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Agnes Pelton

(1881 - 1961)
Agnes Pelton (1881-1961) was born to American parents in Stuttgart, Germany. After her father died in 1890, she and her mother moved to Brooklyn, New York, where her mother taught piano lessons, as well as German and French. Young Agnes learned piano from her mother, and at age 14 began taking art classes at Pratt Institute. After graduating at age 19, she continued studying with two of her instructors, Arthur Wesley Dow and Hamilton Easter Field. She studied landscape painting with Dow, who emphasized structure, spirit, imagination, creation, and the non-naturalistic use of color, a technique he taught using Japanese prints to demonstrate space relations and the appropriate use of light and dark masses. Dow believed that the Japanese and the Chinese had already found the essence of the painting ideals that Modernism was still striving to achieve. Dow’s influence was critical to Pelton’s development of abstractions based on interior, spiritual values.

Pelton traveled to Italy for a year in 1910, where Field, also an enthusiast of oriental art, was residing. Under his guidance she studied Italian painters and did daily life drawing at the British Academy in Rome. Liberated by her studies, in 1911 she began what she called “Imaginative Paintings,” which were influenced by outdoor explorations of the effects of natural light, and continued through 1917. At a 1912 exhibition of Pelton’s recent paintings at Field’s studio in Ogunquit, Maine, Walt Kuhn was introduced to her work. Kuhn, the organizer of the Armory Show of 1913, invited her to exhibit two of her “Imaginative Paintings” in that landmark exhibition: Vine Wood and Stone Age.

Pelton made New York City her home Until 1921, but her need for solitude finally prompted her to find a rural environment, and she moved to Long Island. It was here in the winter of 1926 that she created her first original abstractions. She also began, during this time, to use notebooks to record her most personal thoughts on life and spiritual issues. From 1921 to 1932 Pelton traveled to Hawaii, New Hampshire, Beirut, Syria, Georgia, and Pasadena, finally relocating in Cathedral City outside of Palm Springs, California, where she remained for the rest of her life.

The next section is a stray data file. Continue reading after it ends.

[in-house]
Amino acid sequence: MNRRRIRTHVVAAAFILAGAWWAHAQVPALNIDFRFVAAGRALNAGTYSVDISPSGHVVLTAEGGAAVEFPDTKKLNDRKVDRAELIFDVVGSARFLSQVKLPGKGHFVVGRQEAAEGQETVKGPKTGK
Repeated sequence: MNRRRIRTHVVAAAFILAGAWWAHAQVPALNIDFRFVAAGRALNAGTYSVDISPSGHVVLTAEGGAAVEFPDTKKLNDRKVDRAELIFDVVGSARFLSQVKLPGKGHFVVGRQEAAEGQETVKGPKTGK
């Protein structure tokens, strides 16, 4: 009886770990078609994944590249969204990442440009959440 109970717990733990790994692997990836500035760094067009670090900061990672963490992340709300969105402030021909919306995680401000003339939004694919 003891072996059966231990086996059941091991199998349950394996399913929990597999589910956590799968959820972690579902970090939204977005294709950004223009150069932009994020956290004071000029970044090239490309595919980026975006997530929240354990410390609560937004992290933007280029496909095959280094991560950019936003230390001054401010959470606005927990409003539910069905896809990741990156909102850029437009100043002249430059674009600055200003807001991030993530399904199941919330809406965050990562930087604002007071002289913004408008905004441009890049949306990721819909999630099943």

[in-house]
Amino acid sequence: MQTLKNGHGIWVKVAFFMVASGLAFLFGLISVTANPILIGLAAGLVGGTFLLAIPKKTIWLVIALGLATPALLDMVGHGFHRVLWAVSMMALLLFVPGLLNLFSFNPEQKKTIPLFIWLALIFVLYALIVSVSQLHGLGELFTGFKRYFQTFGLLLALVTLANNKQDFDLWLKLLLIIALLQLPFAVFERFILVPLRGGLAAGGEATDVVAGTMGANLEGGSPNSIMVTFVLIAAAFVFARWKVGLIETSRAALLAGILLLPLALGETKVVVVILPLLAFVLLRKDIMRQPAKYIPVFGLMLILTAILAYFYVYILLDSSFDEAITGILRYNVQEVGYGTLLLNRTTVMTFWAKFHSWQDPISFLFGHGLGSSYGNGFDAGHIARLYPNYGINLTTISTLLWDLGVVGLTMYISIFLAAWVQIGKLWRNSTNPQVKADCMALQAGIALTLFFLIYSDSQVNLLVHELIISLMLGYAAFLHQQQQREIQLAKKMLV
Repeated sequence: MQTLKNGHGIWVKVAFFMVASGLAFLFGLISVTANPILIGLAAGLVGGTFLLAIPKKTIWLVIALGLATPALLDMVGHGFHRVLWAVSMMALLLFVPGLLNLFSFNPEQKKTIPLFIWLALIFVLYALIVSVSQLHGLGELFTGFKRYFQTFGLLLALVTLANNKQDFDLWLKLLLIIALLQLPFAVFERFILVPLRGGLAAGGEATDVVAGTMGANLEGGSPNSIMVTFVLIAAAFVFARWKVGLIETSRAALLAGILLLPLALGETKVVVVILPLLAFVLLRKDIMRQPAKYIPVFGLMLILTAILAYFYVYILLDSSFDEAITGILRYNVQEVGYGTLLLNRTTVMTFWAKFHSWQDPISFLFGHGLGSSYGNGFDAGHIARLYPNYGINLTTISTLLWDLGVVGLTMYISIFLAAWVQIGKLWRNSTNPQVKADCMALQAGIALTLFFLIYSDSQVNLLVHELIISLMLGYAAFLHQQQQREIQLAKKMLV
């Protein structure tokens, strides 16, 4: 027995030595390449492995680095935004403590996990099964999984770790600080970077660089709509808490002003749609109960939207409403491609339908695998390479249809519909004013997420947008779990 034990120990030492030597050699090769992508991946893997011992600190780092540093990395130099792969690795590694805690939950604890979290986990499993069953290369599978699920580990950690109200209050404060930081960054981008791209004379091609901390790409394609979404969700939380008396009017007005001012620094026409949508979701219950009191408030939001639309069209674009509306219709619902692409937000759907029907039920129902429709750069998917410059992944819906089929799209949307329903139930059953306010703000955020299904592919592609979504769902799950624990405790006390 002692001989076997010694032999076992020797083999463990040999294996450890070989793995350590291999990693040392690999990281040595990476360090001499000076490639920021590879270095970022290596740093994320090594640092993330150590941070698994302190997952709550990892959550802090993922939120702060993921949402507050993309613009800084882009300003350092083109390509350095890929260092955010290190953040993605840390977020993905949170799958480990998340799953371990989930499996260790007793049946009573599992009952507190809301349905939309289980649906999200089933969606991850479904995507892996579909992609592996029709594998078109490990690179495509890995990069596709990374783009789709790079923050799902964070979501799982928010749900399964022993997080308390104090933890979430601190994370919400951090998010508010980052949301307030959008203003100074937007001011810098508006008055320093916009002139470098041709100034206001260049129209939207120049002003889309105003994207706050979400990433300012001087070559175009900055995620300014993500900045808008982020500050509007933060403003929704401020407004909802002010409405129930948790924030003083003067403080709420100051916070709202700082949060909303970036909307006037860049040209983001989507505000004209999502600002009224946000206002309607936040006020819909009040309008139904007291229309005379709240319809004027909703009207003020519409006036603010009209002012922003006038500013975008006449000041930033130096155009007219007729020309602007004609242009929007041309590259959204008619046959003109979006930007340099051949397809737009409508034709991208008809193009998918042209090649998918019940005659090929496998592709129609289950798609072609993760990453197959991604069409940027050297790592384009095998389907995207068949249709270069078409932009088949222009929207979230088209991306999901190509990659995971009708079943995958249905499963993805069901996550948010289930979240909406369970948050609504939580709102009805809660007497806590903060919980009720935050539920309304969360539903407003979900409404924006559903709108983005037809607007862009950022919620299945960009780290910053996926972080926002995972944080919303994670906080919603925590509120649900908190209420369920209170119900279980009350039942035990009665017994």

In the mid-1930s, Pelton became a founding member of a group of artists based in Taos, New Mexico, known as the Transcendental Painting Group (TPG). The TPG manifesto stated that their purpose was “to carry painting beyond the appearance of the physical world, through new concepts of space, color, light and design, to imaginative realms that are idealistic and spiritual.” The manifesto included the statement that “the work does not concern itself with political, economic, or other social problems.” Arranging exhibitions of transcendental work that would “serve to widen the horizon of art” became the focus of the TPG’s activity.

Pelton was also deeply influenced by literature, and especially the Romantic poetry of Keats, Shelley, and Wordsworth. Many of her paintings, in fact, have an accompanying poem that Pelton wrote herself, revealing elements of her inspiration for the images. She also read the esoteric and spiritualist writings of Madame Blavatsky on Theosophy and Occultism. A deeply spiritual person, Pelton’s life revolved around William Blake’s belief that “the Imagination is not a State: it is Human Existence itself.” As a person, Pelton was small, quiet, and described as “someone special” and having a “beautiful soul.” She believed that despite its many conflicts, the world was a place of kindness and grace.

Although Pelton's art had received some recognition, she remained relatively obscure on the national level until the 1995-1996 tour of a retrospective exhibition of her work, entitled "Agnes Pelton, Poet of Nature," which was curated by Michael Zakian. Pelton died just before she turned eighty and was cremated, leaving this world through the element of fire. Throughout her painting career, she had continued to express the spiritual in art and the possibilities within human reach.

Her work is found in numerous museums around the country, including the Museum of Fine Arts, Boston; Honolulu Museum of Art; University of New Mexico Art Museum; Oakland Museum of California; Palm Springs Art Museum; Parrish Art Museum, Southampton, New York; San Diego Museum of Art; Santa Barbara Museum of Art; New Mexico Museum of Art; Whitney Museum of American Art.